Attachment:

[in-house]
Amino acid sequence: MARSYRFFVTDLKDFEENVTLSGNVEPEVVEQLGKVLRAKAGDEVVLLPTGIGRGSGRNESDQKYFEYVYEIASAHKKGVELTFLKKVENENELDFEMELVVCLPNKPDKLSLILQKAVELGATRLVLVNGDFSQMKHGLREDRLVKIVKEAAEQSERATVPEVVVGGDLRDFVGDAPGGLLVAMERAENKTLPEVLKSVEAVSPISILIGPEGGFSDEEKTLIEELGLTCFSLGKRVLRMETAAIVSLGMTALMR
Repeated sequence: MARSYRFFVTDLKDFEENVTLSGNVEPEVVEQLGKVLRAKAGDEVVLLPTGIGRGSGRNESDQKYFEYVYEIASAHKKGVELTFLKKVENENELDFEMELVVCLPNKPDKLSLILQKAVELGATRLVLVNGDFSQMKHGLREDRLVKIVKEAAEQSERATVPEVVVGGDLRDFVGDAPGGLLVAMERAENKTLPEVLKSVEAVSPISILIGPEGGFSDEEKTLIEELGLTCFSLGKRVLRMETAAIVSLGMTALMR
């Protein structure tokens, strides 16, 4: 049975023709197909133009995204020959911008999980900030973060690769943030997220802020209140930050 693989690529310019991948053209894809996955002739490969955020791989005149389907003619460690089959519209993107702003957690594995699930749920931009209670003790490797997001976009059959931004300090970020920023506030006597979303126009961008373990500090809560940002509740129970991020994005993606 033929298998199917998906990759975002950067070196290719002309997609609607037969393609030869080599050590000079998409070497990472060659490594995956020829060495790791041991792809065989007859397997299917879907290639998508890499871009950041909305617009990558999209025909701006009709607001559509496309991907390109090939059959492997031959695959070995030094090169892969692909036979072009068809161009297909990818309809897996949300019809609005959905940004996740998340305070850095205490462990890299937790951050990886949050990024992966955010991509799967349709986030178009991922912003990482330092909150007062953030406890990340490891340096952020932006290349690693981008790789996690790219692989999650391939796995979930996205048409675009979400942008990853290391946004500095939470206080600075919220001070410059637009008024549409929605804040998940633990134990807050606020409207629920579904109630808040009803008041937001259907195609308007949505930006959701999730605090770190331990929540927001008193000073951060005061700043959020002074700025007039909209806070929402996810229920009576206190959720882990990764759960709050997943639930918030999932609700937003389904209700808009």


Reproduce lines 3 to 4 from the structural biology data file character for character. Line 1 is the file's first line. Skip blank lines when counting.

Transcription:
Repeated sequence: MARSYRFFVTDLKDFEENVTLSGNVEPEVVEQLGKVLRAKAGDEVVLLPTGIGRGSGRNESDQKYFEYVYEIASAHKKGVELTFLKKVENENELDFEMELVVCLPNKPDKLSLILQKAVELGATRLVLVNGDFSQMKHGLREDRLVKIVKEAAEQSERATVPEVVVGGDLRDFVGDAPGGLLVAMERAENKTLPEVLKSVEAVSPISILIGPEGGFSDEEKTLIEELGLTCFSLGKRVLRMETAAIVSLGMTALMR
């Protein structure tokens, strides 16, 4: 049975023709197909133009995204020959911008999980900030973060690769943030997220802020209140930050 693989690529310019991948053209894809996955002739490969955020791989005149389907003619460690089959519209993107702003957690594995699930749920931009209670003790490797997001976009059959931004300090970020920023506030006597979303126009961008373990500090809560940002509740129970991020994005993606 033929298998199917998906990759975002950067070196290719002309997609609607037969393609030869080599050590000079998409070497990472060659490594995956020829060495790791041991792809065989007859397997299917879907290639998508890499871009950041909305617009990558999209025909701006009709607001559509496309991907390109090939059959492997031959695959070995030094090169892969692909036979072009068809161009297909990818309809897996949300019809609005959905940004996740998340305070850095205490462990890299937790951050990886949050990024992966955010991509799967349709986030178009991922912003990482330092909150007062953030406890990340490891340096952020932006290349690693981008790789996690790219692989999650391939796995979930996205048409675009979400942008990853290391946004500095939470206080600075919220001070410059637009008024549409929605804040998940633990134990807050606020409207629920579904109630808040009803008041937001259907195609308007949505930006959701999730605090770190331990929540927001008193000073951060005061700043959020002074700025007039909209806070929402996810229920009576206190959720882990990764759960709050997943639930918030999932609700937003389904209700808009």